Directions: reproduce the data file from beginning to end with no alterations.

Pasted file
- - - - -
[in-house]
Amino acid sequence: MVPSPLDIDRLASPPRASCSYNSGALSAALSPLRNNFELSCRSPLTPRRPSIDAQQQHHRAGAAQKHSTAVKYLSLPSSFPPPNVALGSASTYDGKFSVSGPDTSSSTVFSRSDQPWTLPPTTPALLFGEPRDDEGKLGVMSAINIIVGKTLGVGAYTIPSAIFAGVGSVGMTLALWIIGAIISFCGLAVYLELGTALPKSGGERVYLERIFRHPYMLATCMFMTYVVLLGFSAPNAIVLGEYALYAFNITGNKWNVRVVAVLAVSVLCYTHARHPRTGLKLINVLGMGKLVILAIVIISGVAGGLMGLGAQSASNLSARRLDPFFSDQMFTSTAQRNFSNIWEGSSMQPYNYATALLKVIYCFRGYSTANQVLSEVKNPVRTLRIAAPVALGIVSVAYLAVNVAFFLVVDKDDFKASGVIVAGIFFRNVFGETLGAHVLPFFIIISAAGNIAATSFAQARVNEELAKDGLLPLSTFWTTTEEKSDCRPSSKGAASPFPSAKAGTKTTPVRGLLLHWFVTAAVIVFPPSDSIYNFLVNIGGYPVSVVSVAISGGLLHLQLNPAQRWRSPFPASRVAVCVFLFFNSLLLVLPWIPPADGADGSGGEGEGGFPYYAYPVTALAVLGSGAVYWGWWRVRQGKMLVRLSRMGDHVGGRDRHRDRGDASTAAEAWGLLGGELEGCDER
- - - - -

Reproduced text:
[in-house]
Amino acid sequence: MVPSPLDIDRLASPPRASCSYNSGALSAALSPLRNNFELSCRSPLTPRRPSIDAQQQHHRAGAAQKHSTAVKYLSLPSSFPPPNVALGSASTYDGKFSVSGPDTSSSTVFSRSDQPWTLPPTTPALLFGEPRDDEGKLGVMSAINIIVGKTLGVGAYTIPSAIFAGVGSVGMTLALWIIGAIISFCGLAVYLELGTALPKSGGERVYLERIFRHPYMLATCMFMTYVVLLGFSAPNAIVLGEYALYAFNITGNKWNVRVVAVLAVSVLCYTHARHPRTGLKLINVLGMGKLVILAIVIISGVAGGLMGLGAQSASNLSARRLDPFFSDQMFTSTAQRNFSNIWEGSSMQPYNYATALLKVIYCFRGYSTANQVLSEVKNPVRTLRIAAPVALGIVSVAYLAVNVAFFLVVDKDDFKASGVIVAGIFFRNVFGETLGAHVLPFFIIISAAGNIAATSFAQARVNEELAKDGLLPLSTFWTTTEEKSDCRPSSKGAASPFPSAKAGTKTTPVRGLLLHWFVTAAVIVFPPSDSIYNFLVNIGGYPVSVVSVAISGGLLHLQLNPAQRWRSPFPASRVAVCVFLFFNSLLLVLPWIPPADGADGSGGEGEGGFPYYAYPVTALAVLGSGAVYWGWWRVRQGKMLVRLSRMGDHVGGRDRHRDRGDASTAAEAWGLLGGELEGCDER